Globalization, Development and Poverty

By Isaac Pearlman

Coming to the end of two years as a Peace Corps volunteer in Peru, I write in response to the ever-present questions — “How have you changed?” and “What have you learned?” — that are now being directed toward me. Instead of trying to describe how this amazing experience has matured me, or taught me patience and perspective, I would rather talk about how living in a small Peruvian port town has changed my view the world, which originally reflected the largely naïve way most Americans view the world.

We live in a world that is increasingly global. “Globalization” is often touted as economic progress. Because of globalization, US citizens are able to buy cheap imported products — bananas from Ecuador, sugar from Brazil, avocados from Chile, small technology products from China. These imports are cheaper than US-produced products, and cheaper is better, right? Living in Peru has made that price-tag less appealing.

In my small community of Puerto Chicama, a fishing village (population 8,000) on the north coast of Peru, products are produced en masse for First-World consumption. Ten factories process anchovies to produce fishmeal, a main ingredient in pet food. On the agricultural farms nearby, artichokes and asparagus are produced by the ton and bottled for European and American markets. In theory, this seems fairly straightforward: These large-scale production factories offer jobs in a country that has over 50% unemployment. Yet the fishing factories in Puerto Chicama catch so many tons of fish that the local fishermen, who fish for subsistence, have seen a large decrease in their catches. On top of this, the factories pollute the air and dump all of their waste products into the ocean, breaking several laws that local authorities can’t enforce. The result is the gradual depletion of this town’s natural resources and a gradual shift from subsistence fishing to importing food from more productive farmland in the nearby valley. All this is done so people from Europe to China to the US can have cheap pet food.

The same is true for the agricultural exports. A large agricultural production center turns vast amounts of land into single crop farms that produce food, mostly artichokes and asparagus, that Peruvians don’t even eat. I was flabbergasted when my host family, including my host brother who works in one of these plants, produced a jar of preserved asparagus and proceeded to ask me how to prepare and eat it.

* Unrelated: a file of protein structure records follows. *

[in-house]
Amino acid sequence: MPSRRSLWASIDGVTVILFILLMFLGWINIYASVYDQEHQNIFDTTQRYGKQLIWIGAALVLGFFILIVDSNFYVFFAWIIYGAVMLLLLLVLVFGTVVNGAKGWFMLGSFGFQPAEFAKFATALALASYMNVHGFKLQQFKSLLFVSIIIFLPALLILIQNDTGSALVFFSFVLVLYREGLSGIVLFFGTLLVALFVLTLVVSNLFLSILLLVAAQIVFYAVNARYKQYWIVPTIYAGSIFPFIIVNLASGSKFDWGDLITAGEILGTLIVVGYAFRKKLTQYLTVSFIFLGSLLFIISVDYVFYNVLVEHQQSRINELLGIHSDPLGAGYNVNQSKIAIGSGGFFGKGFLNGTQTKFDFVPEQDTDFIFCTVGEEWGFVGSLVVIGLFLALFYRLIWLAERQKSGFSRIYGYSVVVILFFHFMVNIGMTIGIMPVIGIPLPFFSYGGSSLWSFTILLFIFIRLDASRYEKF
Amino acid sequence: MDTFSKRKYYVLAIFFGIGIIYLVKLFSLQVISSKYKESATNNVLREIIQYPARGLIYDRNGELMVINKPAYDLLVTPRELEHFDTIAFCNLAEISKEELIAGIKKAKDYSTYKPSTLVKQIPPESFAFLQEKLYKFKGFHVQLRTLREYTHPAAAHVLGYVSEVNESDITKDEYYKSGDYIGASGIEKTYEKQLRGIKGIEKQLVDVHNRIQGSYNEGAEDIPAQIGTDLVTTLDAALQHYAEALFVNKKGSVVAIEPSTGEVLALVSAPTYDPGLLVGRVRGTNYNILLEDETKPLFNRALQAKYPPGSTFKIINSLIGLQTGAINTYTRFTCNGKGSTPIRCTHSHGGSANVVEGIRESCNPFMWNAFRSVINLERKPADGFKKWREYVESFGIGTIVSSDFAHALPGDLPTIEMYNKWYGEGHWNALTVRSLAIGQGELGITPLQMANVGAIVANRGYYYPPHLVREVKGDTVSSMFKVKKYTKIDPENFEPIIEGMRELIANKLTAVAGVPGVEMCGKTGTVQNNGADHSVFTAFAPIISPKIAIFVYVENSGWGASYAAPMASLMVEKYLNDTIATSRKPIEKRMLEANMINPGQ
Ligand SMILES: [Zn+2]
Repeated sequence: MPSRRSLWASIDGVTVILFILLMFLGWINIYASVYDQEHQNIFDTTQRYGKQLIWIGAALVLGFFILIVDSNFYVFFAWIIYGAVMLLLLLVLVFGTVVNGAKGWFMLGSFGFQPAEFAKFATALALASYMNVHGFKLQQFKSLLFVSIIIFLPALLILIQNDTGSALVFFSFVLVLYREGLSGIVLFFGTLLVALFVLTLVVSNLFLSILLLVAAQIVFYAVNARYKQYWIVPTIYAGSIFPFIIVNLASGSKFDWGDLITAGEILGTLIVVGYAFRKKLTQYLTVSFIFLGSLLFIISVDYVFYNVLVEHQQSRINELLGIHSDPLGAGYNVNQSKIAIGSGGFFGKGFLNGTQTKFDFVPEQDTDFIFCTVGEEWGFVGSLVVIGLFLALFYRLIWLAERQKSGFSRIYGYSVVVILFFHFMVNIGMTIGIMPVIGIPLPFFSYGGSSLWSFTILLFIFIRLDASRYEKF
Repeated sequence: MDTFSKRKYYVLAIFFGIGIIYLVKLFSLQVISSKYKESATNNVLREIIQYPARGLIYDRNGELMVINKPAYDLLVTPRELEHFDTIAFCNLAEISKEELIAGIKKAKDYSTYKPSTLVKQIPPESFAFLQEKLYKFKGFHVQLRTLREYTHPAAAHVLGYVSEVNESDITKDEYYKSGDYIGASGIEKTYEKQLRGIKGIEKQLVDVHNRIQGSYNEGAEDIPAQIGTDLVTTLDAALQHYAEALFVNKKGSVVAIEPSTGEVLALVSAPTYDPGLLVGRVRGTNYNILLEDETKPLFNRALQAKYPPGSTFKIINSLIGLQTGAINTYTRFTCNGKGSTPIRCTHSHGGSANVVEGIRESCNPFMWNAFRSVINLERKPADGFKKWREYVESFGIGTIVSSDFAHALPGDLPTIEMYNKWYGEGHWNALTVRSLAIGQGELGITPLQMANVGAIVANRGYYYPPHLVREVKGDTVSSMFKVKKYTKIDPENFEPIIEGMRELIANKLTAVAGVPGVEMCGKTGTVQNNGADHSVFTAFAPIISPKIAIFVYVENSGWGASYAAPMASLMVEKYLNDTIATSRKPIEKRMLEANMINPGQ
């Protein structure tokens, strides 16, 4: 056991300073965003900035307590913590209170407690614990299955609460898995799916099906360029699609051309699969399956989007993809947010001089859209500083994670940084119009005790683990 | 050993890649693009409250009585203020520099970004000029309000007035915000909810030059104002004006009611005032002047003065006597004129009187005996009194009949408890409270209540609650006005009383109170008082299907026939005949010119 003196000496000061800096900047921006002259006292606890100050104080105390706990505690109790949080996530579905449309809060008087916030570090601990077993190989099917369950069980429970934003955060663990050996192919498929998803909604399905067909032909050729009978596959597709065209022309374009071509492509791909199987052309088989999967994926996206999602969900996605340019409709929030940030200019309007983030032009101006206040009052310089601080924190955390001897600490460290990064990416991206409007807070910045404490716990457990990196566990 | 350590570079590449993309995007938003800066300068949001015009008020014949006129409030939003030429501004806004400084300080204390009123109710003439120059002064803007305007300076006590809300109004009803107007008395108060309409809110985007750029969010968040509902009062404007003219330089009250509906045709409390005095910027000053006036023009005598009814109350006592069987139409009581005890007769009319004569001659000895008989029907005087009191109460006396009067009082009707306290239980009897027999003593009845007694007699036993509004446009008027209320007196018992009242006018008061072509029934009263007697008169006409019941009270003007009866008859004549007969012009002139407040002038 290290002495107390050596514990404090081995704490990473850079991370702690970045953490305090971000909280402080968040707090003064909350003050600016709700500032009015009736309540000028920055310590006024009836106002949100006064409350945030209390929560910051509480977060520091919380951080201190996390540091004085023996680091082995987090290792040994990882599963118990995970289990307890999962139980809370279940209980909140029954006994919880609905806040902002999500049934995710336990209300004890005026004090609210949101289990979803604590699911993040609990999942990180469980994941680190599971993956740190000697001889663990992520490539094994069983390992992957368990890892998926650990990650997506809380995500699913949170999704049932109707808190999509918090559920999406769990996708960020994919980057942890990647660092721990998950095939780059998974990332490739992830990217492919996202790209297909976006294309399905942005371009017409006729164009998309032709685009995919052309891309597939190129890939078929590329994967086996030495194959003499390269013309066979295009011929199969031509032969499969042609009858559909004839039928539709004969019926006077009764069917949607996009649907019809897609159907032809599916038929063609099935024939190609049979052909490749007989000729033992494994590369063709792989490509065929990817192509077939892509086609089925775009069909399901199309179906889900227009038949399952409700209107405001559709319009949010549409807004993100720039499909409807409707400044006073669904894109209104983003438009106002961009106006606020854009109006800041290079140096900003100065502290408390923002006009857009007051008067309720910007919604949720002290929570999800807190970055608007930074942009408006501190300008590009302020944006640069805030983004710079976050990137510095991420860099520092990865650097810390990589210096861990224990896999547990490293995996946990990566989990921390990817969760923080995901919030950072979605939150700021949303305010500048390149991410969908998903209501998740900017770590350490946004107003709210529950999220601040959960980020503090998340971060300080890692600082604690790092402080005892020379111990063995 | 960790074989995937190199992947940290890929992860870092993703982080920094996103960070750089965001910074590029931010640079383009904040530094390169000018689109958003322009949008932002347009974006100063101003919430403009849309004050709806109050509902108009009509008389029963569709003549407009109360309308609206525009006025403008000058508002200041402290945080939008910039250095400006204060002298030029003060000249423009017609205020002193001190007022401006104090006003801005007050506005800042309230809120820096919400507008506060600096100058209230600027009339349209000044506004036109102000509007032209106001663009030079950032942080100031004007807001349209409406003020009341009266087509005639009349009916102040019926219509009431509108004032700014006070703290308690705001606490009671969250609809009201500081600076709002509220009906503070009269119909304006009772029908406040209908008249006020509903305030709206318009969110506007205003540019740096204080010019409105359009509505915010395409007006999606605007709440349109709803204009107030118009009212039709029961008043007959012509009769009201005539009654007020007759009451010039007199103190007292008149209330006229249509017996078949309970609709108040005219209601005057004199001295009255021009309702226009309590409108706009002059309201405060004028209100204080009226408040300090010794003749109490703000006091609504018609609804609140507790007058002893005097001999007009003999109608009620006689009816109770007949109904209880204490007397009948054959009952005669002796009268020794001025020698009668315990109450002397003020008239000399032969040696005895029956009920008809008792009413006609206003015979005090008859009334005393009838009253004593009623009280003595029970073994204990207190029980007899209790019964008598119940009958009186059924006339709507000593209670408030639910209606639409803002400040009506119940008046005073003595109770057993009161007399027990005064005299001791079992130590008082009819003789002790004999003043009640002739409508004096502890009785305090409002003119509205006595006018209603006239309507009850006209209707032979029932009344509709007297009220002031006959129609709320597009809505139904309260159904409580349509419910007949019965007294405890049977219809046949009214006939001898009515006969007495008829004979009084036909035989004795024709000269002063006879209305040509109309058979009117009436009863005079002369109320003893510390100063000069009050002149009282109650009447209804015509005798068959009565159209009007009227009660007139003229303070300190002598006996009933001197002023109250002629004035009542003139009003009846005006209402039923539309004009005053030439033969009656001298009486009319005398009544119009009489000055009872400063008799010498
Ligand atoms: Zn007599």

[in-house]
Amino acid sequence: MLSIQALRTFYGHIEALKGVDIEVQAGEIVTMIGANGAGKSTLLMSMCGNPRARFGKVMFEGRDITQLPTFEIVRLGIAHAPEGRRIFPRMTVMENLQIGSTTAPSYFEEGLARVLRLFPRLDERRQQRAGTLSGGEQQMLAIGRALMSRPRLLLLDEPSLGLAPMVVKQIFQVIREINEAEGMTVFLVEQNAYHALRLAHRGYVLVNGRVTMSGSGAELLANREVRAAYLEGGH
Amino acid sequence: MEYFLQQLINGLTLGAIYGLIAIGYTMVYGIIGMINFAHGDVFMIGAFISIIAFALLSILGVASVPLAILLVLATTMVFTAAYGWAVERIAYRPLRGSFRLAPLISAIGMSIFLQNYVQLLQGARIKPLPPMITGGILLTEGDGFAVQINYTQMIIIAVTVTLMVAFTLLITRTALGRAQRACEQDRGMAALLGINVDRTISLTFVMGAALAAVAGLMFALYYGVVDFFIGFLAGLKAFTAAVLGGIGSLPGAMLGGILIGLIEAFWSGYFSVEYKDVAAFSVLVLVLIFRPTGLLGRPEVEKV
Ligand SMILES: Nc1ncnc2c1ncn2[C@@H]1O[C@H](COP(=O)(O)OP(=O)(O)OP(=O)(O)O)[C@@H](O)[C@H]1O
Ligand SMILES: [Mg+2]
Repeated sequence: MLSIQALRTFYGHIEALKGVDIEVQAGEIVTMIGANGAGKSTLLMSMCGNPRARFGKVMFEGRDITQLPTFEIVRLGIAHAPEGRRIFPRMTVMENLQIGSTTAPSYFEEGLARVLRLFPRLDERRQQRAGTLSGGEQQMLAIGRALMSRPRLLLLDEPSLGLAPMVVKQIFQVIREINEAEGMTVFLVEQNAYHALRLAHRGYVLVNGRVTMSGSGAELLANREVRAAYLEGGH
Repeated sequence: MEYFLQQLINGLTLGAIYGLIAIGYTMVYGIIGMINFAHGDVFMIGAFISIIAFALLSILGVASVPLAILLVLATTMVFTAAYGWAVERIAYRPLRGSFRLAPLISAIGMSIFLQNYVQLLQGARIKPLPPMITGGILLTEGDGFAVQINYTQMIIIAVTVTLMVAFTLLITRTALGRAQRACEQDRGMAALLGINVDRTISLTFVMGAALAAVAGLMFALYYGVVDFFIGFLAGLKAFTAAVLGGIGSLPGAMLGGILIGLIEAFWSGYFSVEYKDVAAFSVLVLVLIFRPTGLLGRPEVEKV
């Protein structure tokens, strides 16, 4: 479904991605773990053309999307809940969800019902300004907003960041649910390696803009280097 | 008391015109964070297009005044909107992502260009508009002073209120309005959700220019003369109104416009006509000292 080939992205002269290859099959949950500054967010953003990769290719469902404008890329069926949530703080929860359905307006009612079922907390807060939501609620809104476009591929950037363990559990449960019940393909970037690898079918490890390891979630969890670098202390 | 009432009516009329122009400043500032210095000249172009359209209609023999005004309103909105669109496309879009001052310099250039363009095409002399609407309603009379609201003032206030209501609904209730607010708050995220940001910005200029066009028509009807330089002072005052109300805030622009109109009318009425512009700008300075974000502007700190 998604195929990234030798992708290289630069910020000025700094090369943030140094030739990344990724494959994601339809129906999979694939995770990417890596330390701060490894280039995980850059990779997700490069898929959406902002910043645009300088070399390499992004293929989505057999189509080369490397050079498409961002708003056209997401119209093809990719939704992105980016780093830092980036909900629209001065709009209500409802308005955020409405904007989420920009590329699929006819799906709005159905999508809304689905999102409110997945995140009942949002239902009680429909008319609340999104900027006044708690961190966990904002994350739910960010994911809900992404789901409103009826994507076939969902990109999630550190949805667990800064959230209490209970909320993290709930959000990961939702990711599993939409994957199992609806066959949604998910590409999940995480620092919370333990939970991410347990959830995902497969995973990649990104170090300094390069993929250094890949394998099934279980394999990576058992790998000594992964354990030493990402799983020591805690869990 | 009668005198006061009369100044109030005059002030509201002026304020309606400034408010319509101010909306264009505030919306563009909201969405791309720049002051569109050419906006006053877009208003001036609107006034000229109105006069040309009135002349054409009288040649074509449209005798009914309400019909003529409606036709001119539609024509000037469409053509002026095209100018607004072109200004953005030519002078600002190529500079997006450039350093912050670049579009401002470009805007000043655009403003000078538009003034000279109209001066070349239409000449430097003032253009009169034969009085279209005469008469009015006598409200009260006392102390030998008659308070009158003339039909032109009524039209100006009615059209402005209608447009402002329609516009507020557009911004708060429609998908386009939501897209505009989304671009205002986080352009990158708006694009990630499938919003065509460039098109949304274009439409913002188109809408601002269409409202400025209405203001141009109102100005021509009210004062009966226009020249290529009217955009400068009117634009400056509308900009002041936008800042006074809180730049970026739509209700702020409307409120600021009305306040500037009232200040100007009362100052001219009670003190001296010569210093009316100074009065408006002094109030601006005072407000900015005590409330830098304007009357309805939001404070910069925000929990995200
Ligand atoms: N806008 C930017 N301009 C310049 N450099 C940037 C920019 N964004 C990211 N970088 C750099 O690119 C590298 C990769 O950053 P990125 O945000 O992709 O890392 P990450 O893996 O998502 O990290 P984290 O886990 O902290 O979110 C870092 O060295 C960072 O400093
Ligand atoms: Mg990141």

Again, the tradeoff for jobs is no great deal for locals. Due to nonexistent enforcement of already weak labor laws, employees usually work 12- to 16-hour shifts and get paid less than $20 a week. When the fish factories are in production (only 4 to 6 weeks a year do they actually offer full-time employment), these Peruvians commonly work up to 18-hour shifts. And the worst part is that inspite of all the work put in by locals and all the Peruvian resources being used, the majority of the profit goes to factory owners who are European or North American or Asian. In the end, in an area where the population of this fishing village could once produce enough food for everyone, now people starve because fishing has declined and prices have risen, and the majority of the land is used to produce a product Peruvians don’t eat. And for sacrificing their resources, these Peruvians don’t receive enough money to eat in a land where a two-course lunch costs less than $2.

This sad reality, which I have seen with my own eyes, is only part of the picture. Almost all the large enterprises in Peru are owned by foreigners — mines, telecommunications, agriculture and, of course, oil and gas. The exploited workers often strike to ask for higher wages and better working conditions, and sometimes their demands are met, but too often they are tear-gassed. Whole communities near mines protest when they discover mercury in the rivers that serve as their water supply. Foreign-owned mines — all sporting English names such as Goldfinch and Andean Copper — promise schools, plazas and jobs to communities in exchange for 20 to 40 years of rights to millions of dollars worth of gold, silver and copper. Large sums of money are invested in roads and mining structures, their investment is recuperated several times over and then the Peruvians are left with a depleted zone at the end of their leasing period.

Telecommunications industries in Peru are almost all foreign, and cell phone companies are so aggressive there are actually more cell phones than landlines. Many Peruvians already have the latest phones that double as music or video players, but they don’t come cheap. Internet, as far as I can tell, only has one service provider, the same Spanish company that has a monopoly on land lines.

At this point I’m sure most are thinking “how terrible, but we didn’t ask for any of this.” When the US spends over $1 billion dollars a year on pet food, pet owners don’t ask to deplete food resources of Third World countries. When Europeans buy tons of bottled asparagus, they don’t ask to kick small subsistence farmers off their land. When Americans use cables containing copper mined in the Peruvian Andes, they aren’t asking the companies to ravage the land and pollute the resources of the surrounding communities.

These First-World consumers didn’t ask this, but our government and elected leaders sure did. Bilateral trade agreements and free trade agreements are fancy documents that essentially specify economic conditions for other countries if they want to trade with the US. Peru has negotiated a “free trade” agreement with the US, an agreement that would allow certain Peruvian products (asparagus, artichokes) to have access to the US consumer; import tariffs are lowered or dropped altogether, while in return certain subsidized US agricultural products (corn and soybean, for example) will be awarded the same green light in Peruvian markets, producing the inevitable effect of out-competing small Peruvian farmers. These trade agreements require the approval of Congress. The new Democratic-majority Congress sent the original deal, as negotiated by the Bush administration, back until language was included to protect Peruvian workers. I’m sure the labor protections are still minimal. Congress approved the Peru pact and is considering similar free trade agreements with Panama, Colombia and South Korea.